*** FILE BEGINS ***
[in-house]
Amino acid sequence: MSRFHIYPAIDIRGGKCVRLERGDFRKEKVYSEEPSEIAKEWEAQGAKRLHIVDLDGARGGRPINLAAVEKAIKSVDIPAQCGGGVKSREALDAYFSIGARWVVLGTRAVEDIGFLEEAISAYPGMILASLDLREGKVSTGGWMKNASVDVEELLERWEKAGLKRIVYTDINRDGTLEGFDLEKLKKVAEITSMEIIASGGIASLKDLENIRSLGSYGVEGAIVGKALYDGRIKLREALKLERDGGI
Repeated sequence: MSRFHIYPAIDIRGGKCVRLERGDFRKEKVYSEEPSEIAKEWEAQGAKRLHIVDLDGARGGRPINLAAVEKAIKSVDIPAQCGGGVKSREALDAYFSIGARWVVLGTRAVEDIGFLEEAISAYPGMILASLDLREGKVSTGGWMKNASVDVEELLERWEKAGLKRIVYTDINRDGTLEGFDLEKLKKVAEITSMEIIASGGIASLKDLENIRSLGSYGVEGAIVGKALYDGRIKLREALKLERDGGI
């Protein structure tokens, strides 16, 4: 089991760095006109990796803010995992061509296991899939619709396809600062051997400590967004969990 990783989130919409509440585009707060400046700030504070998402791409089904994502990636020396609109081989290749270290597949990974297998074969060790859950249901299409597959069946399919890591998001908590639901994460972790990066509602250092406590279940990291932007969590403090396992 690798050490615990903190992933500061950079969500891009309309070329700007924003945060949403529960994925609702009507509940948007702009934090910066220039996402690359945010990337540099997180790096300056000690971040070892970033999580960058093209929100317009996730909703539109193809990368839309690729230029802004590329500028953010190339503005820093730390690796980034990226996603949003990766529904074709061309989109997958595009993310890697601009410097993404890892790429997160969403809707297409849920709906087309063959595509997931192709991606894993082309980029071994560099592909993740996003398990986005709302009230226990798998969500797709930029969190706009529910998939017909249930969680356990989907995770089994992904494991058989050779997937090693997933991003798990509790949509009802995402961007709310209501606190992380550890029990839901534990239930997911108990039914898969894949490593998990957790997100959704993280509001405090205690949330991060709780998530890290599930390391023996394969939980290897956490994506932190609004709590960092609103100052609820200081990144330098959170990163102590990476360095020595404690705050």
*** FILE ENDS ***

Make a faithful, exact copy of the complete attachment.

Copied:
[in-house]
Amino acid sequence: MSRFHIYPAIDIRGGKCVRLERGDFRKEKVYSEEPSEIAKEWEAQGAKRLHIVDLDGARGGRPINLAAVEKAIKSVDIPAQCGGGVKSREALDAYFSIGARWVVLGTRAVEDIGFLEEAISAYPGMILASLDLREGKVSTGGWMKNASVDVEELLERWEKAGLKRIVYTDINRDGTLEGFDLEKLKKVAEITSMEIIASGGIASLKDLENIRSLGSYGVEGAIVGKALYDGRIKLREALKLERDGGI
Repeated sequence: MSRFHIYPAIDIRGGKCVRLERGDFRKEKVYSEEPSEIAKEWEAQGAKRLHIVDLDGARGGRPINLAAVEKAIKSVDIPAQCGGGVKSREALDAYFSIGARWVVLGTRAVEDIGFLEEAISAYPGMILASLDLREGKVSTGGWMKNASVDVEELLERWEKAGLKRIVYTDINRDGTLEGFDLEKLKKVAEITSMEIIASGGIASLKDLENIRSLGSYGVEGAIVGKALYDGRIKLREALKLERDGGI
């Protein structure tokens, strides 16, 4: 089991760095006109990796803010995992061509296991899939619709396809600062051997400590967004969990 990783989130919409509440585009707060400046700030504070998402791409089904994502990636020396609109081989290749270290597949990974297998074969060790859950249901299409597959069946399919890591998001908590639901994460972790990066509602250092406590279940990291932007969590403090396992 690798050490615990903190992933500061950079969500891009309309070329700007924003945060949403529960994925609702009507509940948007702009934090910066220039996402690359945010990337540099997180790096300056000690971040070892970033999580960058093209929100317009996730909703539109193809990368839309690729230029802004590329500028953010190339503005820093730390690796980034990226996603949003990766529904074709061309989109997958595009993310890697601009410097993404890892790429997160969403809707297409849920709906087309063959595509997931192709991606894993082309980029071994560099592909993740996003398990986005709302009230226990798998969500797709930029969190706009529910998939017909249930969680356990989907995770089994992904494991058989050779997937090693997933991003798990509790949509009802995402961007709310209501606190992380550890029990839901534990239930997911108990039914898969894949490593998990957790997100959704993280509001405090205690949330991060709780998530890290599930390391023996394969939980290897956490994506932190609004709590960092609103100052609820200081990144330098959170990163102590990476360095020595404690705050």